In postclassical Latin diffusio was watering of the eyes. In English, diffusion originally meant an outpouring of speech or writing—prolixity or verbosity—then, less dramatically, the action of spreading or dispersion. But in classical Latin diffusio [animi] was cognitive expansiveness. Just what you need for research.
Box Words derived from fusion (definitions based on those in the Oxford English Dictionary)
|affusion Accumulation of blood or serum; (cold affusion) pouring cold water on; (trine affusion) baptism by immersion three times
autotransfusion Displacement of blood from the periphery of the body towards the heart and vital organs; transfusion of a person’s own blood or blood products
circumfusion Pouring or diffusion around
confusion Mental agitation; embarrassment; disorder; commotion; mistaking one thing for another
defusion A psychiatric term for reversal of the normal fusion of the instincts of life and death
diffusion The act of pouring out; spreading or dispersion of something, concrete or abstract, throughout or over a wide area; the spontaneous molecular mixing or interpenetration of two substances, especially gases or liquids, without chemical combination
effusion A pouring out; a spilling of liquid; a shedding of tears; the escape of fluid from its normal vessel; an outpouring of feelings
electrofusion Fusion of metals or other materials by means of an electric current
flicker fusion The apparent steadiness of a regularly varying source of light when the frequency of the variation is sufficiently great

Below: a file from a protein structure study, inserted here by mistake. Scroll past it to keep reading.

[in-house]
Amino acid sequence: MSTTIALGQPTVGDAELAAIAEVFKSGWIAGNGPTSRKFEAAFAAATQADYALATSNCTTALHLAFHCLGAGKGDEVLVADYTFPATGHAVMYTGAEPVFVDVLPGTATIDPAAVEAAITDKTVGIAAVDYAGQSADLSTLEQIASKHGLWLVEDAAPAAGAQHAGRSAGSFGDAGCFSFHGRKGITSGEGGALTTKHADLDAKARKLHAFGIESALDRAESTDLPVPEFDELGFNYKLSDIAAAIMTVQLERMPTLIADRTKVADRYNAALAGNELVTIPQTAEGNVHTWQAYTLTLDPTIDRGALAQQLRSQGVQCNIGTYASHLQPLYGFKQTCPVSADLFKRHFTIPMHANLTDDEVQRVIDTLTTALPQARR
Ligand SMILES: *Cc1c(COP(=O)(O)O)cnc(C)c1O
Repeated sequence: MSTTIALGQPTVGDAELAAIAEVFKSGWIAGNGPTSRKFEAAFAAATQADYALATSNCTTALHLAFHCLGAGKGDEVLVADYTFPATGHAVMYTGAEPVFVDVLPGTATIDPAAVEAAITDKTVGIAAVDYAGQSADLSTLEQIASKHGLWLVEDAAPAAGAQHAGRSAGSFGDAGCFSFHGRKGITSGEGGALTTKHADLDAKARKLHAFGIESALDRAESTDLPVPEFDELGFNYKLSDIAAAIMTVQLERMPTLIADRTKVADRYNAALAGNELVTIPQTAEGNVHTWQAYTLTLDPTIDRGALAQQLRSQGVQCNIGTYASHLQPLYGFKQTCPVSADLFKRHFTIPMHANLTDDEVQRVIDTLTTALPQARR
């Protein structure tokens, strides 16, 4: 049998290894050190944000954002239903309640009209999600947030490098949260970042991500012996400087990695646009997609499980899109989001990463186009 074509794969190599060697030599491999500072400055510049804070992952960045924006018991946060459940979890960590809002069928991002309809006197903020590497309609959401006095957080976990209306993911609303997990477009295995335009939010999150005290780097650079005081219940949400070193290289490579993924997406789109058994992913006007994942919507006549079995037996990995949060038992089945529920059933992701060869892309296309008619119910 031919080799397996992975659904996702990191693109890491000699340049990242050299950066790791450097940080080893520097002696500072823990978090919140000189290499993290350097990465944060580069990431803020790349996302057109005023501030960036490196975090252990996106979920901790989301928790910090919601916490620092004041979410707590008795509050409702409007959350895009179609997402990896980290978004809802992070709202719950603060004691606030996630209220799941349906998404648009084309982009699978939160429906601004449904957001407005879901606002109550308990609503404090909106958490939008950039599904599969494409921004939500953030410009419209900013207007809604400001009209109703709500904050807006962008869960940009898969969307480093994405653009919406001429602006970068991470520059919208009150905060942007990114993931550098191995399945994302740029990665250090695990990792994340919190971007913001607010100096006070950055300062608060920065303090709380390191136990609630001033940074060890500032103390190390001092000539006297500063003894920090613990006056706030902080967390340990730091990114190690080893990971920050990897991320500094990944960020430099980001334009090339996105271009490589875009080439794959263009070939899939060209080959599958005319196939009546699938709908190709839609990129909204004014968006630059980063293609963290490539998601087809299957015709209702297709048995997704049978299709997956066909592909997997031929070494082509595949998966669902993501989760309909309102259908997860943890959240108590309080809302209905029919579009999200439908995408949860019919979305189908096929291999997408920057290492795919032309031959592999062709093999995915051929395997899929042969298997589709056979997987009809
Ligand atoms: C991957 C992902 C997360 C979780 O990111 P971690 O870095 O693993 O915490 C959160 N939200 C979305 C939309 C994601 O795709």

immunotransfusion Any of various techniques in which an antigen and an antibody are allowed to diffuse towards each other in a gel or other solid medium, typically forming visible or measurable lines of precipitation
inconfusion Absence of confusion
infusion The action of pouring in a liquid; the action of infusing some principle, quality, or idea, into the mind, soul, or heart; the process of pouring water over a substance, or steeping the substance in water; the liquid so produced
interdiffusion Mutual diffusion
interfusion Permeation or interspersion with an infusion or mixture of something else
microdiffusion Any of several microanalytic techniques involving diffusion
perfusion Pouring or sprinkling a fluid etc on, over, or through something; the passage of a liquid, esp. blood, through an organ or tissue
perifusion Exposure of an organ or tissue to an enveloping flow of liquid, usually buffered saline
profusion Lavish expenditure; extravagance; abundance
reaffusion Pouring something on again
rediffusion Repeated diffusion; dissemination, broadcasting, or rebroadcasting of a programme by various methods
refusion An act of pouring back; an act of refunding money; the return of the individual soul to the “anima mundi”
reinfusion Repeated infusion; autotransfusion
reperfusion Repeated perfusion; restoration of blood flow to an organ or tissue, after a period of ischaemia
self-diffusion Migration of constituent atoms or molecules within the bulk of a substance, especially a crystalline solid
semi-fusion Softening of a solid mass
suffusion Extravasation of a fluid or humour over a part of the body; a cataract
superfusion Pouring liquid over something; passing a stream of liquid over the surface of a piece of tissue, to maintain its viability and to study the interchange of substances between it and the liquid; the cooling of a liquid to below its freezing point without solidification or crystallisation occurring
superinfusion Additional, extensive, or excessive infusion
transfusion Pouring a liquid from one vessel into another; transferring blood or constituents thereof from a person or animal into the veins of another
Jeffrey Aronson is a clinical pharmacologist, working in the Centre for Evidence Based Medicine in Oxford’s Nuffield Department of Primary Care Health Sciences. He is also president emeritus of the British Pharmacological Society.
Competing interests: None declared.